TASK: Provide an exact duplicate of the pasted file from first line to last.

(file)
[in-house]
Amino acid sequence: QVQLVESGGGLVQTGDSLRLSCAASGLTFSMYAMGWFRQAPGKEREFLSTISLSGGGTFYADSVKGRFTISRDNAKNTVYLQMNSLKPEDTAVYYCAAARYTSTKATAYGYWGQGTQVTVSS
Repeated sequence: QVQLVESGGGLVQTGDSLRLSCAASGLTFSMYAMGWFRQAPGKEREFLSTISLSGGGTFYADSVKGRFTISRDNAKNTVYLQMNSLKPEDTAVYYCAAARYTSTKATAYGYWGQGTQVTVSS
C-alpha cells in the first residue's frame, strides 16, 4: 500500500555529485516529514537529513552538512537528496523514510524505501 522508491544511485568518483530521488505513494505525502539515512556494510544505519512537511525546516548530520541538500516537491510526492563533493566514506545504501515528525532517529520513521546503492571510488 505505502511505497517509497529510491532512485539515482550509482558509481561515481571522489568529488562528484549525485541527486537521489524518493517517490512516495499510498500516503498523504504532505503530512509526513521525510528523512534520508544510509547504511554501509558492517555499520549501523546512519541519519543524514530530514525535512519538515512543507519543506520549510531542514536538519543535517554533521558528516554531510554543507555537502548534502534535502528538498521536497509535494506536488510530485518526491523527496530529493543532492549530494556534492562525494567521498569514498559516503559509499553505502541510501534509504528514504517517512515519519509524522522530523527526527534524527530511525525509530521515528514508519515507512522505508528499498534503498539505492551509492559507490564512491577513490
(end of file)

[in-house]
Amino acid sequence: QVQLVESGGGLVQTGDSLRLSCAASGLTFSMYAMGWFRQAPGKEREFLSTISLSGGGTFYADSVKGRFTISRDNAKNTVYLQMNSLKPEDTAVYYCAAARYTSTKATAYGYWGQGTQVTVSS
Repeated sequence: QVQLVESGGGLVQTGDSLRLSCAASGLTFSMYAMGWFRQAPGKEREFLSTISLSGGGTFYADSVKGRFTISRDNAKNTVYLQMNSLKPEDTAVYYCAAARYTSTKATAYGYWGQGTQVTVSS
C-alpha cells in the first residue's frame, strides 16, 4: 500500500555529485516529514537529513552538512537528496523514510524505501 522508491544511485568518483530521488505513494505525502539515512556494510544505519512537511525546516548530520541538500516537491510526492563533493566514506545504501515528525532517529520513521546503492571510488 505505502511505497517509497529510491532512485539515482550509482558509481561515481571522489568529488562528484549525485541527486537521489524518493517517490512516495499510498500516503498523504504532505503530512509526513521525510528523512534520508544510509547504511554501509558492517555499520549501523546512519541519519543524514530530514525535512519538515512543507519543506520549510531542514536538519543535517554533521558528516554531510554543507555537502548534502534535502528538498521536497509535494506536488510530485518526491523527496530529493543532492549530494556534492562525494567521498569514498559516503559509499553505502541510501534509504528514504517517512515519519509524522522530523527526527534524527530511525525509530521515528514508519515507512522505508528499498534503498539505492551509492559507490564512491577513490